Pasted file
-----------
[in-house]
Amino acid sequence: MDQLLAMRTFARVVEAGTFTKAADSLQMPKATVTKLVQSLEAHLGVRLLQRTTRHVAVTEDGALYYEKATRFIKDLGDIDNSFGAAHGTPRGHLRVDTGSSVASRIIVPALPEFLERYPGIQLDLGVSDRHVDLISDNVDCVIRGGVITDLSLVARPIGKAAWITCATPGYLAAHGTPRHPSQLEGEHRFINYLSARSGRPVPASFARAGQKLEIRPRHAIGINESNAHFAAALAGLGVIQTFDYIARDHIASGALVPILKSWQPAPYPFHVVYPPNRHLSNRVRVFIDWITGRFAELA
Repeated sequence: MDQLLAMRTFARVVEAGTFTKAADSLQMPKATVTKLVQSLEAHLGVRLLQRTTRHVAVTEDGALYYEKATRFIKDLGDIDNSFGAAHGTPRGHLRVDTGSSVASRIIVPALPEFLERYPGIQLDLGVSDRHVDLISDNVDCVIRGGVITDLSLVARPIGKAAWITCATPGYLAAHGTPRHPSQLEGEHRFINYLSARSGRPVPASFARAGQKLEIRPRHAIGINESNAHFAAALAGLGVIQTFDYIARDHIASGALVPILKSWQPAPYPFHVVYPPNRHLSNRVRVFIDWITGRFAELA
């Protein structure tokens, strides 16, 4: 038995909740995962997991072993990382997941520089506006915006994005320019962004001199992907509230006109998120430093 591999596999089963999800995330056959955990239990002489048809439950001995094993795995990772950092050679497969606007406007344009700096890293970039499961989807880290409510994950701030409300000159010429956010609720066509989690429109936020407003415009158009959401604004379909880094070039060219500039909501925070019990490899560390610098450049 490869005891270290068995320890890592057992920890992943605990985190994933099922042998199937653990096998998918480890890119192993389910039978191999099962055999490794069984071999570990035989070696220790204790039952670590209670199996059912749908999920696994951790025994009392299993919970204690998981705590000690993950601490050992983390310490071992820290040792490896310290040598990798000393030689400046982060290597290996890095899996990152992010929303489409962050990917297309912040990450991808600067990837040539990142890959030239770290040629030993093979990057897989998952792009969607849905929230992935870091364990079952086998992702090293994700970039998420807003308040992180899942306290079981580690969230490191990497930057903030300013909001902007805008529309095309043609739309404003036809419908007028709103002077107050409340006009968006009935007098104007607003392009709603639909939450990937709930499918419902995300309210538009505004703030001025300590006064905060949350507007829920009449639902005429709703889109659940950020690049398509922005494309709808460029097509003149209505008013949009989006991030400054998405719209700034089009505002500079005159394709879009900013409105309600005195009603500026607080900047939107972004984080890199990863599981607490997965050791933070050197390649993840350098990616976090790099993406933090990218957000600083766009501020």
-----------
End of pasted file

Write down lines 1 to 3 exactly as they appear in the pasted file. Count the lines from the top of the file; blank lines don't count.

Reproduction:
[in-house]
Amino acid sequence: MDQLLAMRTFARVVEAGTFTKAADSLQMPKATVTKLVQSLEAHLGVRLLQRTTRHVAVTEDGALYYEKATRFIKDLGDIDNSFGAAHGTPRGHLRVDTGSSVASRIIVPALPEFLERYPGIQLDLGVSDRHVDLISDNVDCVIRGGVITDLSLVARPIGKAAWITCATPGYLAAHGTPRHPSQLEGEHRFINYLSARSGRPVPASFARAGQKLEIRPRHAIGINESNAHFAAALAGLGVIQTFDYIARDHIASGALVPILKSWQPAPYPFHVVYPPNRHLSNRVRVFIDWITGRFAELA
Repeated sequence: MDQLLAMRTFARVVEAGTFTKAADSLQMPKATVTKLVQSLEAHLGVRLLQRTTRHVAVTEDGALYYEKATRFIKDLGDIDNSFGAAHGTPRGHLRVDTGSSVASRIIVPALPEFLERYPGIQLDLGVSDRHVDLISDNVDCVIRGGVITDLSLVARPIGKAAWITCATPGYLAAHGTPRHPSQLEGEHRFINYLSARSGRPVPASFARAGQKLEIRPRHAIGINESNAHFAAALAGLGVIQTFDYIARDHIASGALVPILKSWQPAPYPFHVVYPPNRHLSNRVRVFIDWITGRFAELA